The Conference recognized the desirability of reconstructing devastated areas of Europe as quickly as possible and the justice of using German industrial and other capital equipment to replace capital assets destroyed. It was, therefore, decided to establish two categories of assets, namely, Category A and Category B and in the latter category to include industrial and other capital equipment, merchant ships and inland water transport. Category A includes all other forms of German assets available for reparations such as(a) German assets within each country's jurisdiction.
(b) German assets in neutral countries.
RÈGLEMENT DE LA PAIX EN EUROPE
(c) Future deliveries from current German production. (d) Reciprocal deliveries from the U.S.S.R.
The Conference did not determine what total amount of reparations should be paid by Germany or the period over which payment should be made. Nor did it endeavour to ascertain or even estimate the total value of German assets available for reparations. On this latter point the attention of the Committee is drawn to Section 3 of the report of the Delegation which sets out the arrangements made with the U.S.S.R. under which it is entitled to 10% of the industrial and other capital equipment and an additional 15% of such assets as a reciprocal delivery for 15% of future deliveries to be made from the Soviet Zone of Occupation.
It will be noted that Canada's share under Category A is 3.50 and the share allocated to the rest of the Empire, with the exception of the U.K:, is 3.80. Canada's percentage under this Category is of the U.S. share and appears to be a favourable comparison.
4. Method of Determining Shares
The Yalta Conference agreed that Germany
(a) Must pay in kind for the losses caused by her to the Allied Nations in the course of the war, and
(b) Reparations should be received in the first instance by those countries which have borne the main burden of the war and have organized victory over the enemy.
A Committee of Statisticians considered the statistical information filed by the countries represented at the Conference and endeavoured to set up, in chart form, a comparative statement as between the various countries of the claims made, classifying in one chart the statistical information that could be evaluated in monetary figures and in the other chart figures which could not be so evaluated.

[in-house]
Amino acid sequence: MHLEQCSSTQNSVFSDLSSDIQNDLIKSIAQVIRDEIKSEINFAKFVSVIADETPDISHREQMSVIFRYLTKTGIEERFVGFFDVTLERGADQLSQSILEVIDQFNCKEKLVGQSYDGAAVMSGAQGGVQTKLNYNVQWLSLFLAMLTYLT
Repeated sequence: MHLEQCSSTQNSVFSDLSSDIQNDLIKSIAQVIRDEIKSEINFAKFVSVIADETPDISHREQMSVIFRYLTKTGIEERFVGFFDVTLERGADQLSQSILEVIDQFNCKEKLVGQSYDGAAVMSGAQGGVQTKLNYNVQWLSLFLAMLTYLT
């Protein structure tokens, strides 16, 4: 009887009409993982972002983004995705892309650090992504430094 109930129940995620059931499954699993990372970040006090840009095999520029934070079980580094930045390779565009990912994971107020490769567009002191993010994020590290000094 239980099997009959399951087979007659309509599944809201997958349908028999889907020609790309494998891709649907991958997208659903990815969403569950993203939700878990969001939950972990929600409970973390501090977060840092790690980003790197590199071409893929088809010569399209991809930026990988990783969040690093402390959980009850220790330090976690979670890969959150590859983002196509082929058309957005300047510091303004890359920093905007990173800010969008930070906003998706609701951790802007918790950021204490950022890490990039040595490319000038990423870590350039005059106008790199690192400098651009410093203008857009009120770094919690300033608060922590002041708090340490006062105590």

This Committee distributed to the delegates the charts which they had prepared and the Inviting Powers placed before the Conference the Table of Shares, pointing out at the same time that it was impossible to relate directly the percentages allocated to the statistical charts because, in arriving at the percentages allocated, many factors, for example, political questions, had to be taken into account. An attempt was made at the meeting of the Heads of Delegations to force the Committee of Statisticians to appear and explain how the percentages were arrived at but this attempt was successfully opposed by the Inviting Powers.
It would seem that the two main elements determining the shares of reparations were the relationship of war damage and material loss to war effort and positive contribution to victory. There is no doubt that other factors were taken into consideration and it is interesting to compare the statistical information filed by the U.S. with that filed by Canada and the percentage share allocated to the U.S. and Canada respectively in Category A. Very roughly the items evaluated in monetary terms filed by the U.S. and Canada compare as twelve to one respectively and the items not evaluated in monetary terms filed by these two countries compare as six to one. If any average can be struck it would be approximately nine to one and it is interesting to note that the U.S. share in Category A is slightly less than this ratio. This also applies to the final figures allocated to the U.S. and Canada in Category B. On the basis of population, and it is not suggested that this factor was taken into consideration at all, it is interesting to note that Canada's percentage considerably exceeds that of the United States.
The reasons why the Delegation feel that Canada should accept a 1.50 share of Category B assets are as follows:
The American delegation indicated informally early in the Conference that they were authorized to give up a substantial part of their Category B share because it was realized that devastated Europe must be reconstructed to the benefit of all the countries and secondly because the United States, being a great industrial country, did not require, and in fact would not desire to move plant and equipment from Germany to the United States. No doubt there were some political considerations, as well as economic considerations behind their proposed gesture, although it should be kept in mind that they talked about obtaining compensation by an increase in their Category A share for what they might give up in Category B. This idea was, of course, not acceptable to the U.K. delegation and when the U.S. finally did give up 16.20% of their Category B they obtained no direct compensation in Category A although certain concessions were made to them with respect to their Custodian owned assets which are included in Category A and the same concession will apply to Canada.